Last Thoughts on Ginsberg

by Michael Hendrick

I have not reached the point where I will pay for a ring tone on my cell. Just the words “ring,” “tone” and “cell” in the same phrase pisses me off.

Once somebody bought me a vanity license plate permit as a gift. I had a 1967 Mustang and she thought it a good idea for me to pick a name for the car as its registration. There are several problems with vanity plates. First you have to think of something clever in seven characters that nobody else has come up with, like when Kramer got the ‘ASSMAN’ plate on Seinfeld. Another, more annoying, aspect is that it makes your license easy to remember.

When somebody is filling out the police report, they will remember that ASSMAN was driving. Very obvious.

The plate was never purchased and I beat the Mustang into the ground.

So, when I was researching some facts about Allen Ginsberg and popular musicians and was offered a ‘Kaddish’ ring tone for my cell, I blinked! Maybe ‘Sunflower Sutra’ or a cover of ‘Pull My Daisy’… But ‘Kaddish’???

A vision of me trying to sneak out of someplace dangerous, unnoticed, perhaps behind the counter at the pharmacy,

‘‘Strange now to think of you, gone without corsets and eyes…,’’

in Allen’s voice as the white-shirt tablet-bull jerks his head towards me and pills fall to the floor… caught!

(Strange Musical Mental Interlude)

But this is about Ginsberg and where he stopped to wet his beak on the tunes of the times surrounding him. ‘Howl’ may be the first linear place where Beat meets beat, with several verses of the epic poem written in imitation of a chorus-on-chorus jazz progression in which the succession of verses creates rhapsody and ecstasy. The standard ‘Lady Be Good, in the particular styling of Lester Young, was an inspiration to both Ginsberg and Jack Kerouac.

Ginsberg kneeled before Young in the kitchen of NYC jazz den The Five Spot after a show and recited a piece of poetry to him, to Young’s confusion. He also enjoyed Thelonius Monk there as often as he could, as well as taking in Dizzie Gillespie and Charlie Parker, who he cited as an influence on his poem, ‘Witchita Vortex Sutra.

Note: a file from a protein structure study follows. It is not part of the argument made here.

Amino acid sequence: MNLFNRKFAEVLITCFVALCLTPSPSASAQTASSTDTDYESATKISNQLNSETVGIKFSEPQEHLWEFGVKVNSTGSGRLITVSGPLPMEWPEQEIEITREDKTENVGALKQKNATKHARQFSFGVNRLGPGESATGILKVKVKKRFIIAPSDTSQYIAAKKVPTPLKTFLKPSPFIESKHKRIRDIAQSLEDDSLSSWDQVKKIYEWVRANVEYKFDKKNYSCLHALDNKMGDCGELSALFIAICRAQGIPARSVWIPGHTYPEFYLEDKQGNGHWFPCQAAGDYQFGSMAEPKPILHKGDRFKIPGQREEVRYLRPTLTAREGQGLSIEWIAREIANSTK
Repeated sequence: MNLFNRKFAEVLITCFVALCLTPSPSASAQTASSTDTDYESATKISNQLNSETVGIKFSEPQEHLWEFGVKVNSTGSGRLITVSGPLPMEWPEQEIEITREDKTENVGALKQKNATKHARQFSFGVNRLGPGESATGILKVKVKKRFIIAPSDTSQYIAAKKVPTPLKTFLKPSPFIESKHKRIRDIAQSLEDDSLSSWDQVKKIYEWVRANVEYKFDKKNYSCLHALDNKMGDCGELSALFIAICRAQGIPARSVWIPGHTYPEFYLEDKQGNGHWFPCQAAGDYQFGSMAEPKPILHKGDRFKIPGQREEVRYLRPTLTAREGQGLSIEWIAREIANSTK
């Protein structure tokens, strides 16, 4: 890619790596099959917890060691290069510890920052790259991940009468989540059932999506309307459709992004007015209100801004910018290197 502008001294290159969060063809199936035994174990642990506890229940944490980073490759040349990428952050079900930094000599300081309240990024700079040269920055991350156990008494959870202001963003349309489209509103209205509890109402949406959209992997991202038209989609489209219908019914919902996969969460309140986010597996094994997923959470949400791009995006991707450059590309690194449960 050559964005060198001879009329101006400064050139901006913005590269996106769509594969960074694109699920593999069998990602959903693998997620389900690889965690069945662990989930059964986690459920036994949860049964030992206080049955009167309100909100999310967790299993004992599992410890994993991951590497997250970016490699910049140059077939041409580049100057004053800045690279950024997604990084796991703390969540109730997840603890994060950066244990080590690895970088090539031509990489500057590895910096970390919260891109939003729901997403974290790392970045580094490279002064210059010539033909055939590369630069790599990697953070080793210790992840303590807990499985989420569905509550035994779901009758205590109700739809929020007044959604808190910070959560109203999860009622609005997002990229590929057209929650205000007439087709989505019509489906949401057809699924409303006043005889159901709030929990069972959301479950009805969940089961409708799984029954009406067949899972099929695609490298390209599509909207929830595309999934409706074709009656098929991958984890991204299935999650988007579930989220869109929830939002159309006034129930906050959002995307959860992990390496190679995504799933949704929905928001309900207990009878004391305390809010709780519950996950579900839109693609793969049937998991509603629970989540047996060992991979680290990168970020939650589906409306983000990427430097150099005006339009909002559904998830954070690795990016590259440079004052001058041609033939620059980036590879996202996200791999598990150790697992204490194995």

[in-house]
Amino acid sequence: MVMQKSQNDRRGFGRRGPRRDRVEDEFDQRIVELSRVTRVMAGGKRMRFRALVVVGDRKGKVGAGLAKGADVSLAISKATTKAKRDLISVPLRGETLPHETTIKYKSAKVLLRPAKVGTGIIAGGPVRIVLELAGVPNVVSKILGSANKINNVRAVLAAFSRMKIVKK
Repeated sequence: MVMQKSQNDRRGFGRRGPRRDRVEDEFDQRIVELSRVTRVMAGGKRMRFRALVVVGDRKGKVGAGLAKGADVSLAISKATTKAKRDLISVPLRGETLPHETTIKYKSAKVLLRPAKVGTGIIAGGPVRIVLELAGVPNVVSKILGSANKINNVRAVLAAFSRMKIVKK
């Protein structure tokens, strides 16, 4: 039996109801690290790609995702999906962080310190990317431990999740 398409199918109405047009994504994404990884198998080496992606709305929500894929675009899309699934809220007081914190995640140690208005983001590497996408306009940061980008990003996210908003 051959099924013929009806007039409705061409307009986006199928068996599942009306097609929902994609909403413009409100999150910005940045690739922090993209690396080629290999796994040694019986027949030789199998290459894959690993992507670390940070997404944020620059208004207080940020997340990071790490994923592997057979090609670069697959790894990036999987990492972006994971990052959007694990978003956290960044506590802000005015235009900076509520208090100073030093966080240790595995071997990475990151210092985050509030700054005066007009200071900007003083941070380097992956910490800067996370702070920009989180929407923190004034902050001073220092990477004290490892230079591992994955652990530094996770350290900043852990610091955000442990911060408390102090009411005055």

While ‘traditional’ jazz nosed its way into the late 1950s and early 1960s, he was at the Beat Hotel in Paris or traveling extensively in India with Peter Orlovsky. Things remain quiet, in that respect, until 1965 when Allen spent the summer in London, doing poetry readings, especially of note, the Poets Of Our World/Poets Of Our Time presentation of literary greats at the Royal Albert Hall.

During this time, enough ‘buzz’ was created to instill a new underground scene in London, centered on The UFO Club. Two influential rock groups formed over drinks at The UFO Club were Soft Machine and Pink Floyd. I am no longer surprised to find that Pink Floyd is a staple for many of today’s youth. It seems like it has become a generational rite of passage to listen to them.

Bob Dylan arrived to perform at the celebrated Isle Of Wight Festival, where he was famously booed and called “Judas” for playing electric instruments during parts of his act. He and Ginsberg were familiar with each other from the East Village and were mutual admirers. Dylan invited him to his suite at the Savoy Hotel to stuff towels under the doors and smoke pot with the Beatles.